Detroit School Board Race Is Too Close To Call At Michigan Chronicle’s Press Deadline

At 9:00 p.m. on “Election Day Tuesday,” the Michigan Chronicle went to press. Based on the voting results supplied by the City Clerk’s office at press time, the complete and official outcome of the race for Detroit School Board is too close to call. As more election numbers pertaining to filling the three Detroit School Board seats become available, the Michigan Chronicle will post the results on its online platform at www.michiganchronicle.com.

By many accounts, the school board race is the most important in Detroit Public Schools Community District’s long history. In the era of the COVID-19 pandemic, there are unprecedented uncertainties surrounding the wellbeing, direction, stability, and future of Detroit Public School Board Community District (DPSCD).

The purpose of the locally elected board, according to its website, is to serve as the governing body of the District and to provide public education services to children residing within the geographic boundaries of the City of Detroit. The Board is fundamentally a policy-making or legislative body rather than an administrative body. It is the responsibility of the Board to see that schools are operated properly, and not to administer them directly.

In a crowded field of 15 candidates, all vying for the three open board seats beginning in January of 2021, the Michigan Chronicle endorsed the slate of board incumbents Dr. Iris Taylor, Sonya Mays, and Misha Stallworth several weeks ago.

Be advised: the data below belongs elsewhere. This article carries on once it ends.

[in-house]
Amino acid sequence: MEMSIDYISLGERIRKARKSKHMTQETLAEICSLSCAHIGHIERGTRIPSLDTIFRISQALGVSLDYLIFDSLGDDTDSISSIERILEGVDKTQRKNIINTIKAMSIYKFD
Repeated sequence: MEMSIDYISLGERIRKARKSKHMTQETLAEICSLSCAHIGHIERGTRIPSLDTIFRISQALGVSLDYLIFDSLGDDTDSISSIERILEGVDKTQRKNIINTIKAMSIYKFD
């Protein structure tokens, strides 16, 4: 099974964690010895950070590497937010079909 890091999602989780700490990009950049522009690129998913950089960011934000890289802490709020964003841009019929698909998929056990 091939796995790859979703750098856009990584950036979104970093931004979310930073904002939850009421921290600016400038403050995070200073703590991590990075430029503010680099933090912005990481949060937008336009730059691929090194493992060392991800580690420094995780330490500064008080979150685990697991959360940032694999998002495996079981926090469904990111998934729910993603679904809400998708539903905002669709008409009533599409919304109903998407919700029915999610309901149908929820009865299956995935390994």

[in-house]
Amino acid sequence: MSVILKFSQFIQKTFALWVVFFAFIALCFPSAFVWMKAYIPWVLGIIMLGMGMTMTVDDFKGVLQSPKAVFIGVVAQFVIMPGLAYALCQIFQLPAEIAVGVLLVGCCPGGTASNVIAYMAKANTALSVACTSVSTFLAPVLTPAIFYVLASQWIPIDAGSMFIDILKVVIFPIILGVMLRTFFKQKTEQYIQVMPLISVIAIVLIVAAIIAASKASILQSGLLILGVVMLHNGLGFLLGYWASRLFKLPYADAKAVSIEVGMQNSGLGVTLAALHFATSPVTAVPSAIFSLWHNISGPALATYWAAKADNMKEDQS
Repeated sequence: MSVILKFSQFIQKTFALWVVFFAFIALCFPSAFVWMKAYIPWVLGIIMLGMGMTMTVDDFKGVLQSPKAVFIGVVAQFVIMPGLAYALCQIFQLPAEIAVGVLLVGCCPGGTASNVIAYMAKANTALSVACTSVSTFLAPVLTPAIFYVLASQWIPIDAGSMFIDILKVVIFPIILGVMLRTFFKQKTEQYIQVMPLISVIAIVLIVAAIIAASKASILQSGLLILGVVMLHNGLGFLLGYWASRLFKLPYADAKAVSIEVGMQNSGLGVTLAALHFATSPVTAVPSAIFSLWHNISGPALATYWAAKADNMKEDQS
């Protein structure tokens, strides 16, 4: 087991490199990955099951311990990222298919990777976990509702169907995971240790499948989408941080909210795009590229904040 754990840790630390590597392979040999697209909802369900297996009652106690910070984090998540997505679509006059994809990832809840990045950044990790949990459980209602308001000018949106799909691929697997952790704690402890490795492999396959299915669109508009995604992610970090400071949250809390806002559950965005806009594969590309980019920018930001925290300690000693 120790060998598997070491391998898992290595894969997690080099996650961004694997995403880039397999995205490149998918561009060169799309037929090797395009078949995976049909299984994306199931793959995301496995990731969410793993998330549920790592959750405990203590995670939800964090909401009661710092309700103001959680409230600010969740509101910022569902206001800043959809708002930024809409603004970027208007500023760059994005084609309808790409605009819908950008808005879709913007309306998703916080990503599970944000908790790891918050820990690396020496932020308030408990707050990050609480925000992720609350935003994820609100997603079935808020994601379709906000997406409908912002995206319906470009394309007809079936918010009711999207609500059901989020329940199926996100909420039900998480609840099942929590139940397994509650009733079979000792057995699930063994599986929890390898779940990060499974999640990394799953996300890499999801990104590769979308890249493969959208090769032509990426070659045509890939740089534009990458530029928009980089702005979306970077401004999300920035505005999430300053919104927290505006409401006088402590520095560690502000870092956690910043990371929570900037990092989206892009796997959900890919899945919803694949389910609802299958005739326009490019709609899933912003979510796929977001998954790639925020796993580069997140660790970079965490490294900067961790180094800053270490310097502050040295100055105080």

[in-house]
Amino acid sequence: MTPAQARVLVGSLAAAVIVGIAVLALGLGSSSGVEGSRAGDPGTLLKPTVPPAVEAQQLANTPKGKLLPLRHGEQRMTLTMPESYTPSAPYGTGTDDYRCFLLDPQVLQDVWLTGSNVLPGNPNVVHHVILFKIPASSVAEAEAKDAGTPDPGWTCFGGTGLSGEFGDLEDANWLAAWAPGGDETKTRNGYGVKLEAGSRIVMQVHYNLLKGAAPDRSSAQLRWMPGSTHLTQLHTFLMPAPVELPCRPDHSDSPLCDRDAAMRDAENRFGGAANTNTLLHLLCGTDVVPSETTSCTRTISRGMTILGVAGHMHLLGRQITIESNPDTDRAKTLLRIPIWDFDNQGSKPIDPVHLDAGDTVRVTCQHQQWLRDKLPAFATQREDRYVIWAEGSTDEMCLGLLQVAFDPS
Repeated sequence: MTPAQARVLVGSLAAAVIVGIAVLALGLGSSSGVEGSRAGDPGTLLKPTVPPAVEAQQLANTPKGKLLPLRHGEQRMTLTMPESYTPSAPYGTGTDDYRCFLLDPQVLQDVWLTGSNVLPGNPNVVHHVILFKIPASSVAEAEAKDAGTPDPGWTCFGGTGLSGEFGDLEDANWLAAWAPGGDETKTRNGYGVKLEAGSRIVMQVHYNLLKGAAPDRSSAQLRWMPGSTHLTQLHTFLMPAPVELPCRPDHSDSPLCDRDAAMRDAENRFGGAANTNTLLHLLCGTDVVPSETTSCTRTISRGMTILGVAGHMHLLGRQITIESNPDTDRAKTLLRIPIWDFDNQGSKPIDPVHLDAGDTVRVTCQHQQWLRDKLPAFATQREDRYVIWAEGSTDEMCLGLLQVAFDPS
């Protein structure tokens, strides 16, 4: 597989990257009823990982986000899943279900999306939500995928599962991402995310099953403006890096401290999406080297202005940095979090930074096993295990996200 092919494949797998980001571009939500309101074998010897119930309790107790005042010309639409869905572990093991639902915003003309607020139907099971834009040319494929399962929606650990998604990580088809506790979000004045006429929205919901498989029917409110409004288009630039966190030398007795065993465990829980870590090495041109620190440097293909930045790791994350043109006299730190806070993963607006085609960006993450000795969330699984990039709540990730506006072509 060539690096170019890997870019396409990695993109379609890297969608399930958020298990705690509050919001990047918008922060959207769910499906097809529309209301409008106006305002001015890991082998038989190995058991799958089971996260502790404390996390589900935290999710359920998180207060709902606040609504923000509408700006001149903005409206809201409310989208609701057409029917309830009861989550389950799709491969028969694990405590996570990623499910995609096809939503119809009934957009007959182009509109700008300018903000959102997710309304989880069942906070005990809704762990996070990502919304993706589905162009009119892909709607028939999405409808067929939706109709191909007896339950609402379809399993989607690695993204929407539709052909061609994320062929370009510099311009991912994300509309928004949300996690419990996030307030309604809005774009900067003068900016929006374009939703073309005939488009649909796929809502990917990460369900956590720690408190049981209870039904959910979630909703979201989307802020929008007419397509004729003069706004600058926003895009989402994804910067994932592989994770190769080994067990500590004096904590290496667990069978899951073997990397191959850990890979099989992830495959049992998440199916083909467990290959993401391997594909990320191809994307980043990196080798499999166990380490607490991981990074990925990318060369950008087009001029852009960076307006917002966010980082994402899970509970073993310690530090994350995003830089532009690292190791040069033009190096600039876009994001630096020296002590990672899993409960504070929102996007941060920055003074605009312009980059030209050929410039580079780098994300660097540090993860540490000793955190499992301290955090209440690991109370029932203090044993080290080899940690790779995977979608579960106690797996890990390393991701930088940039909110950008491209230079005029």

We felt that being in the uncharted waters of the pandemic, Taylor, Mays, and Stallworth deserved the opportunity to be re-elected to continue the stellar board work done since they were first elected in November of 2016.

Each of the three brings unique skillsets and proven track records of leadership to the school board and district. They collectively played a major role in leading the search that brought Dr. Nikolai Vitti to Detroit as superintendent of DPSCD in May of 2017.

Taylor currently serves as school board president but her term ends on Dec. 31, 2020. As president, she demonstrated unique leadership qualities, especially during the COVID-19 pandemic. Her 40-years in healthcare, which include former roles as president of Detroit Receiving Hospital and Harper-Hutzel Hospital respectively, will prove invaluable as DPSCD charts its forward course to keep students, teachers, staff and administrators safe.

Mays serves as the board’s treasurer and oversees the finance committee. Her term also ends on Dec. 31, 2020. With Mays at the helm of two important financial entities, the board has risen to heights not seen in decades, which featured a balanced budget, three consecutive years of clean audits, and building stronger partnerships in the business community.

Stallworth, the youngest board member ever elected to DPSCD, is secretary and chairs the powerful policy committee. Like Taylor and Mays, her term ends Dec. 31, 2020.

Since winning board seats, Taylor, Mays, and Stallworth have worked in tandem with other board members to advance the district in every aspect, including boosting students’ M-STEP achievement tests scores, created to assess how well students are mastering state standards.

The Michigan Chronicle’s endorsement of Taylor, Mays, and Stallworth was based, in great part – on what we know our public-school students in Detroit need to do to remain competitive with peers in other Michigan school districts and beyond. For DPSCD students to be all that they can be, there must be strong and visionary leadership. The Chronicle sees Taylor, Mays, and Stallworth – individually and collectively – as such leaders.

 

 

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